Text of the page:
Enrique Pena Nieto assumed the presidency of Mexico Saturday amid high hopes that his muscular, once-autocratic political party, which governed this country for most of the 20th Century, will heal a bruised, bloodied nation and rev the economy.
Pena Nieto, 46, donned the red, white and green presidential sash shortly before noon in front of a raucous Congress and turmoil in city streets.
Near Congress and in front of historic Alameda Park, young protesters opposed to Pena Nieto threw rocks and bottles at riot police, set fire to a bank branch, smashed windows of a Hilton Hotel and numerous other storefronts and ran from a cascade of tear gas. An undetermined number were injured.
The moment marked a chaotic return to power for the Institutional Revolutionary Party, or PRI, which was ousted at the ballot box in 2000 after 71 years of near absolute rule.
Pena Nieto, a telegenic former state governor, persuaded voters in July 1 elections that a revived PRI had abandoned its old, autocratic practices and would undo some of its policies of decades past, such as blocking foreign investment in the oil sector, in a bid to bring greater prosperity to Latin America’s second-largest economy.
He hit upon those same themes in his first speech as president, delivered at the ornate National Palace before hundreds of Mexican dignitaries and foreign heads of state and envoys, including Vice President Joseph Biden.
“Mexico has not achieved the advances that its people demand and deserve,” Pena Nieto said. “Insecurity and violence have robbed the peace and freedoms of diverse communities in our territory.”
He outlined programs to alleviate poverty and hunger, protect single mothers and the elderly and build new infrastructure, such as a passenger train system.
“We are a nation that grows at two speeds. There is a Mexico of progress and development. But there is also one that lives in backwardness and poverty,” he said.
He only talked obliquely about the drug-related turmoil that has wracked Mexico over the past six years. Crime gangs engaged in beheadings, mass slaughters and firefights for smuggling routes have left a horrendous toll: More than 60,000 people – perhaps far more – have died in bloodshed since late 2006.
In addition, as many as 10,000, and perhaps more, Mexicans and Central American migrants have gone missing, kidnapped by ruthless crime groups or security forces.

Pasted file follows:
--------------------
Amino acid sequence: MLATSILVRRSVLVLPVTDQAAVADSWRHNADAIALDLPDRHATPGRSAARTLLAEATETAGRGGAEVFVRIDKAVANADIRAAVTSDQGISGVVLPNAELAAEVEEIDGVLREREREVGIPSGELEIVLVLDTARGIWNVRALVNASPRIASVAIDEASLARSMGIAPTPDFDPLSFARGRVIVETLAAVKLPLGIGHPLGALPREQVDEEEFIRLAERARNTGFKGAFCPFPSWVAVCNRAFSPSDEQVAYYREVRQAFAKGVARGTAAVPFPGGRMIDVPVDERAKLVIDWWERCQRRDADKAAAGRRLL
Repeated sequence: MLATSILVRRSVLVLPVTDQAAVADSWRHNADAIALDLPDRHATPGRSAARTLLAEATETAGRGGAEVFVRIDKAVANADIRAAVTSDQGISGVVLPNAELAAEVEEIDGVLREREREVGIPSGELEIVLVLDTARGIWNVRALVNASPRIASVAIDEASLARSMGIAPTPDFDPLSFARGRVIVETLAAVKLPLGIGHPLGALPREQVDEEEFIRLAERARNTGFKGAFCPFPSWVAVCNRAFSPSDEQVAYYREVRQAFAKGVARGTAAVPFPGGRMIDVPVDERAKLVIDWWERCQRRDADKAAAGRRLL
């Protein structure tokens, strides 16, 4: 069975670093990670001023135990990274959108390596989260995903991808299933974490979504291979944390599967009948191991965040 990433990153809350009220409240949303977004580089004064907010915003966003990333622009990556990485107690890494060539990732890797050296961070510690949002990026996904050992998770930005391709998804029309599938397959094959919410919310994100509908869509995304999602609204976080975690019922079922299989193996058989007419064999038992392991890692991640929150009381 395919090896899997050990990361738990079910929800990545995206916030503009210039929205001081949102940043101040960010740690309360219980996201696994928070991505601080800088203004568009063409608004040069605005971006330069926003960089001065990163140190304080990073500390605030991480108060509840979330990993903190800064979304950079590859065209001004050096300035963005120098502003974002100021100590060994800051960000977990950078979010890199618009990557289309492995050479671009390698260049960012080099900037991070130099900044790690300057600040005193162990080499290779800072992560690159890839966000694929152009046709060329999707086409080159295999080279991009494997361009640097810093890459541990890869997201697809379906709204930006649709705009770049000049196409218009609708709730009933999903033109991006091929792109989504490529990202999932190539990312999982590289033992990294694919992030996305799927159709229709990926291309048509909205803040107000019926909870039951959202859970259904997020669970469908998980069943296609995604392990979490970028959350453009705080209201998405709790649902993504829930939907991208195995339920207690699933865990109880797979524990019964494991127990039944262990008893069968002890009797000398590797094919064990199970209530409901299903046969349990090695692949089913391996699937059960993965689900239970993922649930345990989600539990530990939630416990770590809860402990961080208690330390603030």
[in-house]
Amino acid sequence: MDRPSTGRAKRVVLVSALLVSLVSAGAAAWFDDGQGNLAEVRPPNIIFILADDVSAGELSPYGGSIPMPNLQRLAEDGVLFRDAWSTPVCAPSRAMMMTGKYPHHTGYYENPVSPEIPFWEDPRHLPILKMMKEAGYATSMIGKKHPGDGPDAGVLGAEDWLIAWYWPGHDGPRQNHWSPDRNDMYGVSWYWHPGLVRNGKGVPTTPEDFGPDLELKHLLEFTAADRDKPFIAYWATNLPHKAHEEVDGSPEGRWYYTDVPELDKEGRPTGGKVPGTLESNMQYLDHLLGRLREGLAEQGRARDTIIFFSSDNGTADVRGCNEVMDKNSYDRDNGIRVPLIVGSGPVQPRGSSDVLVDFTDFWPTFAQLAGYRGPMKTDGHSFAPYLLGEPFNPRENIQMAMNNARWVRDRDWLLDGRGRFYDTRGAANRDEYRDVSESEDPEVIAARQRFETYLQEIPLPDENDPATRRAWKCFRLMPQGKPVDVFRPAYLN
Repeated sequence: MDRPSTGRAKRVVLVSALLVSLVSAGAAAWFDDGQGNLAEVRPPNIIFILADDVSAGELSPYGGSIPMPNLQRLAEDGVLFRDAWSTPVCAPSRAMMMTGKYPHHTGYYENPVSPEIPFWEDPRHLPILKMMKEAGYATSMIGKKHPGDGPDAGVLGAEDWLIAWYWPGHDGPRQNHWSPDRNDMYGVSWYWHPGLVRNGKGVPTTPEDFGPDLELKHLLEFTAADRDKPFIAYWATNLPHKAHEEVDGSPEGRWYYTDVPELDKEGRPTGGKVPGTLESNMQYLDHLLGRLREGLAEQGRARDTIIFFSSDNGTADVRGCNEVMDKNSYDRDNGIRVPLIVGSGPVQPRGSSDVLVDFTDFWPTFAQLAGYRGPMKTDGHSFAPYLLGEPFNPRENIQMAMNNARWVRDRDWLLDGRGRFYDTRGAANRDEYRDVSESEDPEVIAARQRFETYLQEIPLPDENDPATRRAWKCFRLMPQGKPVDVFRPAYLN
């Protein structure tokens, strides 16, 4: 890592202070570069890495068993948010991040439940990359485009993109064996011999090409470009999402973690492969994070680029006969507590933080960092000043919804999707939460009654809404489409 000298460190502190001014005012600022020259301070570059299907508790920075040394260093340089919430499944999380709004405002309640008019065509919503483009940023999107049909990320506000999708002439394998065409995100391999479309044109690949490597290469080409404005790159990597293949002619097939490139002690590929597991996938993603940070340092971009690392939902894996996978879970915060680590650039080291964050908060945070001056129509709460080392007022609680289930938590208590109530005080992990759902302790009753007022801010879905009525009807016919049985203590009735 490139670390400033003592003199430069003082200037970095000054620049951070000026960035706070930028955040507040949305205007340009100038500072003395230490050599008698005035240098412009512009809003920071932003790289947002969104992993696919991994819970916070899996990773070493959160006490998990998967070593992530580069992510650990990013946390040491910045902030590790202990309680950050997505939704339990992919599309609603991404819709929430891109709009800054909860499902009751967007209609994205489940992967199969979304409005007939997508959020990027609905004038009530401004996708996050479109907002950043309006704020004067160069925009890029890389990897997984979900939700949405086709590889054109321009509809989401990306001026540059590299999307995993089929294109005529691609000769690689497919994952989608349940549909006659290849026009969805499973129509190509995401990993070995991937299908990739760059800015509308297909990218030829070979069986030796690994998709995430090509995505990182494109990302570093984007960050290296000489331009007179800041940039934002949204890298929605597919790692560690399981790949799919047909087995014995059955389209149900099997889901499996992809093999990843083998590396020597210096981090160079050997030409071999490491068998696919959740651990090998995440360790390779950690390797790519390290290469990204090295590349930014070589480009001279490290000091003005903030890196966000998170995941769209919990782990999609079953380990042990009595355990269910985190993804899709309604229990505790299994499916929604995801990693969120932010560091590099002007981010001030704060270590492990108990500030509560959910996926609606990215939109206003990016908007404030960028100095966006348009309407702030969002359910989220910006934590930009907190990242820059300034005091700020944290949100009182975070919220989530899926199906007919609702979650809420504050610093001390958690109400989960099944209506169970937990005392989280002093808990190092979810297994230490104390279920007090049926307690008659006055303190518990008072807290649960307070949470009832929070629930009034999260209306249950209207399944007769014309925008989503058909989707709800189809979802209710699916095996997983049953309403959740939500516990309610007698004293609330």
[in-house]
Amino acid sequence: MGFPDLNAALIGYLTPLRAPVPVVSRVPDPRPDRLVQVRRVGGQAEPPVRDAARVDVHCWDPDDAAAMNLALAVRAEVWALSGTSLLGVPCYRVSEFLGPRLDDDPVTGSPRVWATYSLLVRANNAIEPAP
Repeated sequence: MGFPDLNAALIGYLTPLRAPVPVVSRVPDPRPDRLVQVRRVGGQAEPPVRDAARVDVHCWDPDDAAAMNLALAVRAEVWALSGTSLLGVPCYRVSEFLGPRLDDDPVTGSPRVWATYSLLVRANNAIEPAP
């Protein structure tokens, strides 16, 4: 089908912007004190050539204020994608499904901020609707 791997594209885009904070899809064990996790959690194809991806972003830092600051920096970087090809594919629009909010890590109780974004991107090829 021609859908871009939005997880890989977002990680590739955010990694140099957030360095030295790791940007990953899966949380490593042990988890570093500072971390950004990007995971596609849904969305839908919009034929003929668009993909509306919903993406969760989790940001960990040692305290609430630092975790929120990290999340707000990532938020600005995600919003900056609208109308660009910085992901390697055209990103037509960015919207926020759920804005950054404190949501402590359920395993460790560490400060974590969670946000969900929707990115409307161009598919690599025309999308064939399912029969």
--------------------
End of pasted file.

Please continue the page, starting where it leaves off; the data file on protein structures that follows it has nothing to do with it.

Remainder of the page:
Pena Nieto promised to cut homicide rates in half and reduce street crimes.
Yet Pena Nieto appeared determined to de-emphasize the fight against crime and focus more intensely on economic growth, which only recently has picked up after a lackluster decade.
If Pena Nieto is successful, the impact will ripple to the United States, where six million jobs depend on exports to Mexico.
Many Mexicans will watch carefully to see if the PRI resorts to the corruption that once marked its governing style, including handing off business monopolies to loyalists.
“The government that starts today has a whiff of the old and the known,” Alberto Aziz Nassif, a sociologist, wrote Saturday in the Mexico City newspaper El Universal.
Fears that the party has not changed were palpable. Full page newspaper ads lamented the “death to democracy” in Mexico and lambasted the PRI for “buying” the July 1 election with the support of Televisa, a huge television and media conglomerate.
The second-place finisher, Andres Manuel Lopez Obrador, led a rally of thousands of protesters at the iconic Angel of Independence monument, where a banner referred to Pena Nieto: “Mexico hates you.”
Early in the day, bottle-throwing protesters tried to breach security barriers outside Congress before Pena Nieto’s arrival. Youths ripped down street-side payphones, tore up pavement and commandeered a garbage truck, ramming it against a tall steel security fence. Small fires burned from Molotov cocktails.
Police said seven protesters were injured in the morning. They denied reports that one man died from head injuries after a homemade bottle rocket struck him. No tally was offered for afternoon violence.
Inside the chamber, leftist lawmakers unfurled a huge black and white banner and held up giant placards decrying Pena Nieto’s inauguration. “Mexico in Mourning,” the banner said. “Teleprompter president, No Need to Assemble,” another said.
Despite the unruly scenes, the inauguration proceeded far more smoothly than in 2006, when months of street blockades and political turmoil followed a hotly contested presidential race that saw the National Action Party (PAN) and its then-leader Felipe Calderon barely edge out Lopez Obrador.
Signs of how Pena Nieto will govern became clearer on Friday when he named his Cabinet. Pena Nieto picked a mix of technocrats, former PRI governors and politicians linked to a former PRI president, Carlos Salinas de Gortari (1988-1994), who is at once reviled for corruption and admired by his countrymen.
He picked as the No. 2 man in the government a lawyer and longtime colleague, Miguel Angel Osorio Chong, who takes the Interior Secretariat portfolio. Osorio Chong, 48, is a former governor of Hidalgo state.
Pena Nieto put a Yale-trained economist, Jose Antonio Meade, in charge of the foreign secretariat, signaling that trade will become a focus of foreign affairs. And he tapped an enemy of the powerful teachers union leader, Elba Esther Gordillo, to head the education secretariat.
He pulled at least three people from outside the PRI into his Cabinet, including Meade, who held the finance portfolio under Calderon until Friday.
Yet to be seen is how far Pena Nieto may go in opening up the oil sector. Mexico, which is the world’s No. 4 oil producer, has seen production drop steadily in the last decade.
The state Petroleos Mexicanos, or Pemex, is the biggest contributor to Mexico’s federal budget. Pemex lacks both capital and know-how for intensive development of deepwater offshore reserves and reserves on land that require new technology for extraction.